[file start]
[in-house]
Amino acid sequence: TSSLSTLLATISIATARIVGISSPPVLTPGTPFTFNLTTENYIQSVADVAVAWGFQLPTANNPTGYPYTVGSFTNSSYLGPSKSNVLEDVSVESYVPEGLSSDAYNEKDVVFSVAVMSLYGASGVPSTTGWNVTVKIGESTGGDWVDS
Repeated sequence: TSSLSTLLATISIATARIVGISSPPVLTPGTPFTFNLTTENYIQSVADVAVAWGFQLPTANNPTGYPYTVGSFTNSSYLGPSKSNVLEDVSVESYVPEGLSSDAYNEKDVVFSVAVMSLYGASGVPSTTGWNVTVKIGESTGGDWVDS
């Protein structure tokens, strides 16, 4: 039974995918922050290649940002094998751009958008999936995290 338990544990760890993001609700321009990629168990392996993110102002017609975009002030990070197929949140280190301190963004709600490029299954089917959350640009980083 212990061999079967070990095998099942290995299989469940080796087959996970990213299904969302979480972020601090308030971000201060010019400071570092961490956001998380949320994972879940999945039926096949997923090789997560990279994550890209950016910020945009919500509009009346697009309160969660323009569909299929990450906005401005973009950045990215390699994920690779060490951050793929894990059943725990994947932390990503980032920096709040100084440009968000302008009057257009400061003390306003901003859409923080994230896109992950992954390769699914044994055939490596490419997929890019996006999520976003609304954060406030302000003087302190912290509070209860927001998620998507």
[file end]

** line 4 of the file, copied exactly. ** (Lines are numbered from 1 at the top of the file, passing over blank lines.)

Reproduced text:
């Protein structure tokens, strides 16, 4: 039974995918922050290649940002094998751009958008999936995290 338990544990760890993001609700321009990629168990392996993110102002017609975009002030990070197929949140280190301190963004709600490029299954089917959350640009980083 212990061999079967070990095998099942290995299989469940080796087959996970990213299904969302979480972020601090308030971000201060010019400071570092961490956001998380949320994972879940999945039926096949997923090789997560990279994550890209950016910020945009919500509009009346697009309160969660323009569909299929990450906005401005973009950045990215390699994920690779060490951050793929894990059943725990994947932390990503980032920096709040100084440009968000302008009057257009400061003390306003901003859409923080994230896109992950992954390769699914044994055939490596490419997929890019996006999520976003609304954060406030302000003087302190912290509070209860927001998620998507």